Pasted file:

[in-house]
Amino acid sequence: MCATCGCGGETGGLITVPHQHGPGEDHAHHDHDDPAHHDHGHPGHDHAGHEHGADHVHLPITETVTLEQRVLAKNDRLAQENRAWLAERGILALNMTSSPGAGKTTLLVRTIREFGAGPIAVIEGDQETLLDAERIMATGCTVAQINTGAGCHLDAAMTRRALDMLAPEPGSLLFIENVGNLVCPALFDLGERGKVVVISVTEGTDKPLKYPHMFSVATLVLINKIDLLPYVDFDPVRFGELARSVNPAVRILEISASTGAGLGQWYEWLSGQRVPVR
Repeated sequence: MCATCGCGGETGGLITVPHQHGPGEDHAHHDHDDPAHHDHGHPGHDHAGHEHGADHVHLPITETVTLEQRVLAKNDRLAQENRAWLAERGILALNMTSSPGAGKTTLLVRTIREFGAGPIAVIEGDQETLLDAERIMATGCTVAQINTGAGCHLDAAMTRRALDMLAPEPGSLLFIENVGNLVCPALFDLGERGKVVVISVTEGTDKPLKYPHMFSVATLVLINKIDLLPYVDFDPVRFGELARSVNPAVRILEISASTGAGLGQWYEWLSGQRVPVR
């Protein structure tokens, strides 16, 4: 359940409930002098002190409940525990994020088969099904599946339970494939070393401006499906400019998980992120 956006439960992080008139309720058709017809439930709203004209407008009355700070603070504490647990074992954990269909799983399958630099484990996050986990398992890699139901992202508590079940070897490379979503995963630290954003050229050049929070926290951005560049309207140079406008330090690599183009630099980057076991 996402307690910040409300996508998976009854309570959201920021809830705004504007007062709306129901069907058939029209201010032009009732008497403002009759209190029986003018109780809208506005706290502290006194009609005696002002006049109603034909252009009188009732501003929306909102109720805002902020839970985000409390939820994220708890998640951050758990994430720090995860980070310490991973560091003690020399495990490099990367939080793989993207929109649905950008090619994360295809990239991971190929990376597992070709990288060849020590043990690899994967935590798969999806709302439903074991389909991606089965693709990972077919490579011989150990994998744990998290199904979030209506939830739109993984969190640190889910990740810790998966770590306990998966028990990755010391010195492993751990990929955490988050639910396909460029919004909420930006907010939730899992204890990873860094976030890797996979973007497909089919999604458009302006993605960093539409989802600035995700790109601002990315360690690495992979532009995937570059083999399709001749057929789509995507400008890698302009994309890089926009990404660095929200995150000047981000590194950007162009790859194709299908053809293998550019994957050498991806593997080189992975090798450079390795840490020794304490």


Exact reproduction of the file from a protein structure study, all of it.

[in-house]
Amino acid sequence: MCATCGCGGETGGLITVPHQHGPGEDHAHHDHDDPAHHDHGHPGHDHAGHEHGADHVHLPITETVTLEQRVLAKNDRLAQENRAWLAERGILALNMTSSPGAGKTTLLVRTIREFGAGPIAVIEGDQETLLDAERIMATGCTVAQINTGAGCHLDAAMTRRALDMLAPEPGSLLFIENVGNLVCPALFDLGERGKVVVISVTEGTDKPLKYPHMFSVATLVLINKIDLLPYVDFDPVRFGELARSVNPAVRILEISASTGAGLGQWYEWLSGQRVPVR
Repeated sequence: MCATCGCGGETGGLITVPHQHGPGEDHAHHDHDDPAHHDHGHPGHDHAGHEHGADHVHLPITETVTLEQRVLAKNDRLAQENRAWLAERGILALNMTSSPGAGKTTLLVRTIREFGAGPIAVIEGDQETLLDAERIMATGCTVAQINTGAGCHLDAAMTRRALDMLAPEPGSLLFIENVGNLVCPALFDLGERGKVVVISVTEGTDKPLKYPHMFSVATLVLINKIDLLPYVDFDPVRFGELARSVNPAVRILEISASTGAGLGQWYEWLSGQRVPVR
């Protein structure tokens, strides 16, 4: 359940409930002098002190409940525990994020088969099904599946339970494939070393401006499906400019998980992120 956006439960992080008139309720058709017809439930709203004209407008009355700070603070504490647990074992954990269909799983399958630099484990996050986990398992890699139901992202508590079940070897490379979503995963630290954003050229050049929070926290951005560049309207140079406008330090690599183009630099980057076991 996402307690910040409300996508998976009854309570959201920021809830705004504007007062709306129901069907058939029209201010032009009732008497403002009759209190029986003018109780809208506005706290502290006194009609005696002002006049109603034909252009009188009732501003929306909102109720805002902020839970985000409390939820994220708890998640951050758990994430720090995860980070310490991973560091003690020399495990490099990367939080793989993207929109649905950008090619994360295809990239991971190929990376597992070709990288060849020590043990690899994967935590798969999806709302439903074991389909991606089965693709990972077919490579011989150990994998744990998290199904979030209506939830739109993984969190640190889910990740810790998966770590306990998966028990990755010391010195492993751990990929955490988050639910396909460029919004909420930006907010939730899992204890990873860094976030890797996979973007497909089919999604458009302006993605960093539409989802600035995700790109601002990315360690690495992979532009995937570059083999399709001749057929789509995507400008890698302009994309890089926009990404660095929200995150000047981000590194950007162009790859194709299908053809293998550019994957050498991806593997080189992975090798450079390795840490020794304490």